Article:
The Hypoallergenic Pet: Fact or Fiction? 

portrait of a one year old miniature golden doodle dog

If you are an allergy sufferer, you may have wondered if there are truly dogs or cats and that don’t cause an allergic reaction. Is this just an urban myth, or is there any truth to it? 

As a pet lover who also has allergies, the quest for a pet that won’t make you sneeze is one we understand. But is there any truth to the notion of pets who don’t cause allergies?

The team at Animal Medical Hospital & 24-Hour Urgent Care is here to separate fact from fiction

Is There Such a Thing as a Hypoallergenic Pet?

As much as we would love to give you a resounding, yes; there is, sadly, no such thing as a completely allergen-free pet. 

That is the bad news. 

The good news is that there are pets that produce minimal dander, which is one of the factors in an allergic response. 

The most common allergen caused by dogs is Canis familiaris 1, and is found in all canines. The most common allergens in cats are Fel d 1 and Fel d 4, which all cats produce. This means that you can expect one or more of these allergens in your home, no matter what breed of dog or cat you choose. 

So where did the myth come from? 

This is where better news comes in. There are some breeds that do produce less dander. Without excess dander, those with allergies report having fewer allergic symptoms as with those breeds that produce more.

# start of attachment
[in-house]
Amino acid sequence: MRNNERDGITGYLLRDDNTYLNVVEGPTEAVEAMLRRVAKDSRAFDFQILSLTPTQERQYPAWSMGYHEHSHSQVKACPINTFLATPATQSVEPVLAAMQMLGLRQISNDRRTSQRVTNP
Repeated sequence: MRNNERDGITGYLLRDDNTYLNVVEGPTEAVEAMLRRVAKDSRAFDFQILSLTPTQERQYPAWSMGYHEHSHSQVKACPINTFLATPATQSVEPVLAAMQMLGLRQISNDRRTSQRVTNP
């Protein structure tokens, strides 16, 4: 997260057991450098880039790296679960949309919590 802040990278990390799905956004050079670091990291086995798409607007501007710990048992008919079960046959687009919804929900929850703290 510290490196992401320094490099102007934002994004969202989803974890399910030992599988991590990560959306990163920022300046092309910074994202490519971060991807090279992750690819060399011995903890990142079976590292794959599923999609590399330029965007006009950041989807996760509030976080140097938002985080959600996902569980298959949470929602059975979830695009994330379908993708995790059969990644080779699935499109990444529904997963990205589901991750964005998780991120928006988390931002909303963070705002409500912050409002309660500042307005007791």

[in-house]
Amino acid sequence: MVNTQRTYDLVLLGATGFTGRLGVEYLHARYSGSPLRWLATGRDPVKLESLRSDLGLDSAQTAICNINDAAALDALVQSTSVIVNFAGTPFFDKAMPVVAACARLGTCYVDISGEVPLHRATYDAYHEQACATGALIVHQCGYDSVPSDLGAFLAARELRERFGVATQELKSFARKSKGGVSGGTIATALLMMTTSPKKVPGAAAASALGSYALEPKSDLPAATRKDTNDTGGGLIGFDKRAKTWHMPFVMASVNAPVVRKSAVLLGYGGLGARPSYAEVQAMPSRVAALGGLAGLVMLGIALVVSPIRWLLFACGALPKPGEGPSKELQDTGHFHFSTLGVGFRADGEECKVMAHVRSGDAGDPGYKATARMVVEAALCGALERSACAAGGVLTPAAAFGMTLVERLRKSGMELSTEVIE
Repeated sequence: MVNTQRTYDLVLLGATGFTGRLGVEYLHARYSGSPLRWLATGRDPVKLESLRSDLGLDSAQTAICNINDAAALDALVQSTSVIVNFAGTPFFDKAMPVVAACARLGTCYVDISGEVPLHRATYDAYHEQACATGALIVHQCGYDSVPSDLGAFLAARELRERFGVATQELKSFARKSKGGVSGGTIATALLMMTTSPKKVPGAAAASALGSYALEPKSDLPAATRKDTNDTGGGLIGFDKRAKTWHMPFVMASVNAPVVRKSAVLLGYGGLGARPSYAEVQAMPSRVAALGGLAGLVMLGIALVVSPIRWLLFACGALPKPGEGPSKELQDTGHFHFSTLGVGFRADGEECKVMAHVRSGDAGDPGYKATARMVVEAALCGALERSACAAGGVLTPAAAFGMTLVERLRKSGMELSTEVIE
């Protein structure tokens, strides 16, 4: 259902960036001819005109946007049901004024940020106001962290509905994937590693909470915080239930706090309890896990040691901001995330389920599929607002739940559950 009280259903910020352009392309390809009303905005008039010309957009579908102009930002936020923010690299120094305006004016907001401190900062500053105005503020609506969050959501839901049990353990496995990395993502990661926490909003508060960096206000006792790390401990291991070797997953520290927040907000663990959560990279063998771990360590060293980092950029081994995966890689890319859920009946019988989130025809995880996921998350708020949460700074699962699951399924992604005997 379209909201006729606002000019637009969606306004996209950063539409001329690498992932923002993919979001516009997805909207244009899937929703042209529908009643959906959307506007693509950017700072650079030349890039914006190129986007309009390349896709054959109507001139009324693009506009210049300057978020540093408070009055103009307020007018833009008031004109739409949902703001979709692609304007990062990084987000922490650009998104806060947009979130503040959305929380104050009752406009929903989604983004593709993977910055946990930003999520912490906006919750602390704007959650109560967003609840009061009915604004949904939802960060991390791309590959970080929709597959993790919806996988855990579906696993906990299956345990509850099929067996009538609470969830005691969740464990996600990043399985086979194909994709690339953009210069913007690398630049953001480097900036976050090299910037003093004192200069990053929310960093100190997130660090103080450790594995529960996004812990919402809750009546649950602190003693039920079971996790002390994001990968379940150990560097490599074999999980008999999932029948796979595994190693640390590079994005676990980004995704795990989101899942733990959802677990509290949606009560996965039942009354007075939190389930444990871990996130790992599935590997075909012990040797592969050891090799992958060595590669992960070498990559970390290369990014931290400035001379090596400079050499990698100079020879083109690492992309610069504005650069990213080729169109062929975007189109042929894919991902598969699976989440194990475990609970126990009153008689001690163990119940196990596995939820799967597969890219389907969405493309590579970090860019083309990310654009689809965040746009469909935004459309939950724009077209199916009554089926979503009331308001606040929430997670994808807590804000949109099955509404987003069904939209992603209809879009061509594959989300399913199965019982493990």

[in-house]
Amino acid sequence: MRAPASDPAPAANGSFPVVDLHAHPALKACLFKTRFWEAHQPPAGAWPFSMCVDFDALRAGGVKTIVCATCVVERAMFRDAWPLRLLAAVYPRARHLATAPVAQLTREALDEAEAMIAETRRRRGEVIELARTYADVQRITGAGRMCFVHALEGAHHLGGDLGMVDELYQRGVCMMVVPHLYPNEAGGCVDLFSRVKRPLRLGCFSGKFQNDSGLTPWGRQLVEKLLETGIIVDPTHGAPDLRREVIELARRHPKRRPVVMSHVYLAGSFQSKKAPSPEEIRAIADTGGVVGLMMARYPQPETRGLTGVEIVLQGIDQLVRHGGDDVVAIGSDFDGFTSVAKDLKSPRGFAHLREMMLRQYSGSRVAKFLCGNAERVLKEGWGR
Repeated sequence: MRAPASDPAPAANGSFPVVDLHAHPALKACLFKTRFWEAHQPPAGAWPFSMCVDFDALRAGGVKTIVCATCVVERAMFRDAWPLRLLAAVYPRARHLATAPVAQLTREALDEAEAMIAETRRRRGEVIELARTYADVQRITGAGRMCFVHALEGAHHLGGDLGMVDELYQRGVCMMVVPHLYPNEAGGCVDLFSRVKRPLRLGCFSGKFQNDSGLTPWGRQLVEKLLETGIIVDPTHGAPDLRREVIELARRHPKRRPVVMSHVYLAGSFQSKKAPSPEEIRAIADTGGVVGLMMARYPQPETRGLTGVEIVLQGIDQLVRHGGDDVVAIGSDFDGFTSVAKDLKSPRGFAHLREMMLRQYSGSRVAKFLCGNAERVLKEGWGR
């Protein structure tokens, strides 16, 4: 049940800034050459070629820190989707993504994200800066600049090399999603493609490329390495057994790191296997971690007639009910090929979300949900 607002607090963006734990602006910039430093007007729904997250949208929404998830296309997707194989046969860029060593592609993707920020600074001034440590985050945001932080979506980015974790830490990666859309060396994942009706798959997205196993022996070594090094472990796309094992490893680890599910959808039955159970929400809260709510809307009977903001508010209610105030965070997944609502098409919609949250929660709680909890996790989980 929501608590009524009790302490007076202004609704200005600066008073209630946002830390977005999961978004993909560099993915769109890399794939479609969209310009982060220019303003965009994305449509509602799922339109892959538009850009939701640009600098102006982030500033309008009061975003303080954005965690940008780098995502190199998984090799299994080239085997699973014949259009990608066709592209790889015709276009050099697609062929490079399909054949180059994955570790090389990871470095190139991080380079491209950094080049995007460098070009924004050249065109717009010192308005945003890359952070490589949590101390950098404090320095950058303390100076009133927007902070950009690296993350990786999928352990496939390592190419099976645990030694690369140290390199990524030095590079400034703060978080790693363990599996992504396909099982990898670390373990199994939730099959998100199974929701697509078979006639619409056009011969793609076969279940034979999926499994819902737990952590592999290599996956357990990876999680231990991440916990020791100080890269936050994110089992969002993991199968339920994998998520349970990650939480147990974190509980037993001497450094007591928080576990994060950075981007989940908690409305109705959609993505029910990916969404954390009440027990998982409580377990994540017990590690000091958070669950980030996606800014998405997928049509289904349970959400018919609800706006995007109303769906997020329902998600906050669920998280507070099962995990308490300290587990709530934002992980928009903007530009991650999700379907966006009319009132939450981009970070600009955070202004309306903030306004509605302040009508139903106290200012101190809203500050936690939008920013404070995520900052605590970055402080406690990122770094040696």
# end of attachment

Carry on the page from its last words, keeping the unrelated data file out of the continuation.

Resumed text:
The American Kennel Club put forward a list of dog breeds that are “hypoallergenic”, such as:

  • Bichon Frise
  • Chinese Crested
  • Bedlington Terrier
  • Kerry Blue Terrier
  • Maltese
  • Poodle
  • Portuguese Water Dog
  • Irish Water Spaniel
  • Schnauzer
  • Wheaten Terrier

Cats that produce less dander are:

  • Cornish Rex
  • Russian Blue
  • Bengal
  • Sphynx
  • Oriental Shorthair
  • Siberian
  • Devon Rex
  • Balinese

One thing to be aware of is that dander isn’t always the primary cause of allergens. Allergens are found salava, sweat, and dander, and as your pet grooms itself, these allergen particulates are disseminated around the home. Pets with short coats or that are hairless don’t need to groom to the extent as those with longer fur. Hence, there are fewer problems with allergies for their owners.

Reducing Pet Allergens 

Many pet owners manage their allergies while keeping their furry companions, through a number of changes – the first of which is working with their doctor to determine the cause of their allergies and the medications needed to manage them.

To reduce these reactions, we also recommend the following:

  • Create “off-limits to pets” areas in your home, including your bedroom
  • Vacuum often! 
  • Clean or wash pet bedding weekly
  • Shampoo your pet weekly
  • Use air filters in your home that reduce allergens, including furnace filters
  • Make use of home air purifiers

Understanding the steps you can do to live with your beloved pet while managing allergies is important to pet lovers who suffer with these. We are here to help you by answering any questions about pet allergens and what you can do to reduce their impact. If you have questions, or would like to schedule an appointment, please call us.